- You are allowed to go for walks, but you must keep at least 2-metres between you and other pedestrians. However, you may not stop in common areas of your accommodation nor visit national monuments, museums or other popular tourist destinations and public outdoor areas.
- You may not go out for supplies, i.e. to grocery stores, pharmacies, post offices, banks, etc. Accommodations welcoming guests during quarantine periods will supply you with food and other necessities.
- You may not visit restaurants, bars, swimming pools, theatres, fitness centers, cinemas, shopping malls, or other places where people gather.
- You may not use public transport such as city buses and domestic flights. The use of taxis, rental cars and private vehicles is permitted as well as the use of airport transport buses after you arrive in the country.
- If you have a car at your disposal, you are allowed to go on short drives. However, you are not allowed to go to crowded tourist destinations, use public toilets, nor interact with others in close proximity, e.g. at drive-thru restaurants. Driving long distances is not permitted except upon arrival when it may be necessary in order to reach your quarantine location.
Health clinics offering COVID-19 tests in Iceland
Scheduled visits to the health clinics for the second test are available between 8 AM and 4 PM. Traveo is more than happy to help our customers make an appointment. Here is a list of health clinics that offer COVID-19 tests:
- Reykjanes Peninsula: HSS, Skólavegur 6, 230 Reykjanesbæ. Phone: 4220500.
- Selfoss, South-West Iceland: HSU, by Árvegur, 800 Selfoss. Phone: 4322000.
- Vestmannaeyjar, South Iceland: HSU, Sólhlíð 10, 900 Vestmannaeyjar. Phone: 4322500.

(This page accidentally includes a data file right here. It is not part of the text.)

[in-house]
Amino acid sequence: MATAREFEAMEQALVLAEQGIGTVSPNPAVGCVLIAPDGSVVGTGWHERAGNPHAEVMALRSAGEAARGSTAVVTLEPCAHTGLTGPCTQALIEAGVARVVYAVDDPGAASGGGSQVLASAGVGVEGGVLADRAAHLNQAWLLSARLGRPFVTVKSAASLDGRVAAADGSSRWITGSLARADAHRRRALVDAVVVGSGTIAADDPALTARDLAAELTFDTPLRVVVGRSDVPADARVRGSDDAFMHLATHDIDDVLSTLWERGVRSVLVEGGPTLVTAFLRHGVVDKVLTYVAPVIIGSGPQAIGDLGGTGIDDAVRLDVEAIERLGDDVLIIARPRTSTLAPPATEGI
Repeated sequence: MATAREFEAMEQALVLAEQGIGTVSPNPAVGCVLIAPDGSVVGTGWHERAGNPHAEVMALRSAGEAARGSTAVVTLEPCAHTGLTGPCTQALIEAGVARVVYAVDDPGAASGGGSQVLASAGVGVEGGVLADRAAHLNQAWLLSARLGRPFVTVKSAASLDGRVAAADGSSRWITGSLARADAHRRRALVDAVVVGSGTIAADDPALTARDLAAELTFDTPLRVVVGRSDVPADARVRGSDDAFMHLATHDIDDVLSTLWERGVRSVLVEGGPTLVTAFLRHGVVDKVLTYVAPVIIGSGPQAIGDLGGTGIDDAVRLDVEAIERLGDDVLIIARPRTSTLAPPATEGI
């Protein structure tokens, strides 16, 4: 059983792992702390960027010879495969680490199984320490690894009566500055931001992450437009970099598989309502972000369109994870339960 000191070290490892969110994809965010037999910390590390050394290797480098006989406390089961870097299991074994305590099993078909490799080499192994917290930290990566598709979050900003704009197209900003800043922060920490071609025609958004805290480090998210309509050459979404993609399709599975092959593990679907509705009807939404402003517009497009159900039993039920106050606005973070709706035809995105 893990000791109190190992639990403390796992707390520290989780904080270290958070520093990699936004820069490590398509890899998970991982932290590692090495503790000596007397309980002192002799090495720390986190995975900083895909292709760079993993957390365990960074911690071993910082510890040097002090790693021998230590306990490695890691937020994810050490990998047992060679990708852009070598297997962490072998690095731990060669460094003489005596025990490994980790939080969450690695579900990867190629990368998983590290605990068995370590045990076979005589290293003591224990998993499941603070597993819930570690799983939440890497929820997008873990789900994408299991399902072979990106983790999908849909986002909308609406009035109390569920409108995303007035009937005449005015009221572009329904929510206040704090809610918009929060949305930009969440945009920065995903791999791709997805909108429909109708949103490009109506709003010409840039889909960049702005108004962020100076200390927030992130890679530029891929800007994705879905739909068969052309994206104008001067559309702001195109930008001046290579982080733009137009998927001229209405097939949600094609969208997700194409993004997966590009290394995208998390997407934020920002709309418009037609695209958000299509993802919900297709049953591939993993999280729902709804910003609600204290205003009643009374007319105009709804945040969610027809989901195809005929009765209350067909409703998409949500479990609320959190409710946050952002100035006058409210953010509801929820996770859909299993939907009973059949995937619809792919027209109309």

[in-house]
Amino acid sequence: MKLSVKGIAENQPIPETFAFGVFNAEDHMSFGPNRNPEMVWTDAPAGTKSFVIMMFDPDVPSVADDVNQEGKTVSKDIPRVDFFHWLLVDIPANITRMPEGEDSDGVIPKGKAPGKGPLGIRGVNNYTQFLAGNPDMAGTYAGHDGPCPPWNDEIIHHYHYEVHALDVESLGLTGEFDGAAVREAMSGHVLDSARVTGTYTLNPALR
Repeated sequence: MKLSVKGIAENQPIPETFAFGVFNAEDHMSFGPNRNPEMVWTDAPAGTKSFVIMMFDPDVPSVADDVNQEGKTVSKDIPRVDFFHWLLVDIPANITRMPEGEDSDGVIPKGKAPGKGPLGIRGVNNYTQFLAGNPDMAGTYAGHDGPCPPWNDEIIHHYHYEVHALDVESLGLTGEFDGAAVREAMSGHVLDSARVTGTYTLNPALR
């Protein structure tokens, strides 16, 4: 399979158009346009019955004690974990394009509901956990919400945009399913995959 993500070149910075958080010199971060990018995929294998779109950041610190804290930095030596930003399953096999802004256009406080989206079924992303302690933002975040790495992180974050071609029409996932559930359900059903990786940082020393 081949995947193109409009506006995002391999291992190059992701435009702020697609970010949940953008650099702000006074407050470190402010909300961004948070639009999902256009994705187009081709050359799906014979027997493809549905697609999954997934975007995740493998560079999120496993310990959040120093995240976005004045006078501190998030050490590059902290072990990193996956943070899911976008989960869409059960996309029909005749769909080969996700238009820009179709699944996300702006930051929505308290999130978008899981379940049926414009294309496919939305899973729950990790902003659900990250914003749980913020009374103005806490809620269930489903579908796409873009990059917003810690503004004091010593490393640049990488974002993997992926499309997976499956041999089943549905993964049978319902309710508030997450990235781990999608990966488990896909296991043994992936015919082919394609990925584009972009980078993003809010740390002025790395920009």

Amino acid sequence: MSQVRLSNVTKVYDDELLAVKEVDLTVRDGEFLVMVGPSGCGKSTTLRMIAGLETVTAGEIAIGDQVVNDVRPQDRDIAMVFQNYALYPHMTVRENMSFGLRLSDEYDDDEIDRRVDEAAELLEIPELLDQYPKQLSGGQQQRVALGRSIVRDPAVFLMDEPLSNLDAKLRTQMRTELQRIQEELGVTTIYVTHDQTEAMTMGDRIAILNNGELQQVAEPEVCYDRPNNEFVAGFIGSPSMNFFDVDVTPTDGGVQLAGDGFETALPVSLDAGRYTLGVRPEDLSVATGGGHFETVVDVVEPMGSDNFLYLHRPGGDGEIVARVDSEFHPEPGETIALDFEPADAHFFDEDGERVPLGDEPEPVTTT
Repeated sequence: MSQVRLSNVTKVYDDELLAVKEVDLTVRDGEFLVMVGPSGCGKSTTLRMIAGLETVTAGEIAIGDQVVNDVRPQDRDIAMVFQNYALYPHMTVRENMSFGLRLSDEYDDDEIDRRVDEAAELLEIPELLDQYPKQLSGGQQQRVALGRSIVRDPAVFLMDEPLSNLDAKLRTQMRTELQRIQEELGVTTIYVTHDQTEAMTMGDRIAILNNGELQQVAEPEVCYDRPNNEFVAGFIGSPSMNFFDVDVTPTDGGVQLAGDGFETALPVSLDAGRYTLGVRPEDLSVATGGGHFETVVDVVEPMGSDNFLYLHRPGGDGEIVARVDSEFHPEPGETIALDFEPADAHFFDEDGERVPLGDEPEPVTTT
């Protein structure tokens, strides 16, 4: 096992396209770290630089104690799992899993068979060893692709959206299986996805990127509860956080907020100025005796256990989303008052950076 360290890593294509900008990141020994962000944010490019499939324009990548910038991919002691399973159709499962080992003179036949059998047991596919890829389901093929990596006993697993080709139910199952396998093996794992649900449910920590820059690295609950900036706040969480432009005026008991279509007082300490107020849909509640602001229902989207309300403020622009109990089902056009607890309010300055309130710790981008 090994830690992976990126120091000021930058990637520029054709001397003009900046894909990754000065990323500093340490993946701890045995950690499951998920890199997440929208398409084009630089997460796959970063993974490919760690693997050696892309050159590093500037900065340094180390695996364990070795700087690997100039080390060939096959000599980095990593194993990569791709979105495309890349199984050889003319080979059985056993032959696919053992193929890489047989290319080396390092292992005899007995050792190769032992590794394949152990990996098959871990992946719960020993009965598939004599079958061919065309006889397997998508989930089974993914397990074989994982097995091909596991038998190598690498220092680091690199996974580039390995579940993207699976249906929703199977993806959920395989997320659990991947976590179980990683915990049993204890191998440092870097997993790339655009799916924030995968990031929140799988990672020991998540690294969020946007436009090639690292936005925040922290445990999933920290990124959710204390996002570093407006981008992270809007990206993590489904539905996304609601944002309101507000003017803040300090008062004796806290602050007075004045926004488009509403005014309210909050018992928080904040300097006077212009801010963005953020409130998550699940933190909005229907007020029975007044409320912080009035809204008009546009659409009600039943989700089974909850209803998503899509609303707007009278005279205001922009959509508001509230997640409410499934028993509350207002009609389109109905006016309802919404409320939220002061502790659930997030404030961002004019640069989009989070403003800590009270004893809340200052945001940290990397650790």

- Höfn in Hornafjörður, South-East Iceland: HSU, Víkurbraut 26-31, 780 Höfn. Phone: 4708600.
- Egilsstaðir, East Iceland: HSA, Laugarás 17-19, 700 Egilsstaðir. Phone: 4703000.
- Akureyri, North Iceland: HSN, Hafnarstræti 99, 600 Akureyri. Phone: 4324600.
- Ísafjörður, Westfjords: HVEST, Torfnes, 400 Ísafjörður. Phone: 4504500.
- Borgarnes, West-Iceland: HVE, Borgarbraut 65, 310 Borgarnes. Phone: 4321430.
- Stykkishólmur, Snæfellsnes Peninsula: HVE, Austurgata 7, 340 Stykkishólmur. Phone: 4321200.
- Reykjavík: Suðurlandsbraut 34, 108 Reykjavík, ground floor. Open 10 AM – 3 PM Monday-Friday.
Visitors who test positive for the coronavirus will receive a call from the COVID out-patient ward of the National Hospital. They will have to go into isolation until further tests can be performed. Those who do not have access to a suitable location to self-isolate, will be given accommodation at a specialised isolation centre at no cost to them.
How to download the COVID-19 tracking app
In addition to tests at Keflavík Airport, travellers to Iceland are encouraged to install the automated tracing app, Rakning C-19, created by the Department of Civil Protection’s Contact Tracing Team.
The app is available for Android and iOS devices and in German, French, Spanish, Italian, Icelandic, English, and Polish. The device tracks the user’s GPS location to let them know quickly if they have been in contact with an infected person.
It is also through this app where visitors will get their results from their COVID-test. Iceland’s strong data protection law makes sure that the information gathered is only available to the Contact Tracing Team with the user’s consent.
Visiting Iceland after May 1st, 2021
On the 1st of May, 2021, Iceland’s borders will take up a new colour-code system for countries based on the number of cases per 100,000 inhabitants in the preceding 14 days. Right now, everyone visiting will need to take two COVID-19 tests separated by a 5-6 day quarantine, but with the new system, travellers from orange and green countries may be able to skip the quarantine.
Countries will be separated into three categories: red, orange, and green. Those arriving on or after the 1st of May from either green or orange countries can present a negative PCR Covid-test from their home country and then take a second test at the airport. This means that they can skip the 5-6 days quarantine and go and explore Iceland’s beautiful nature shortly after they arrive.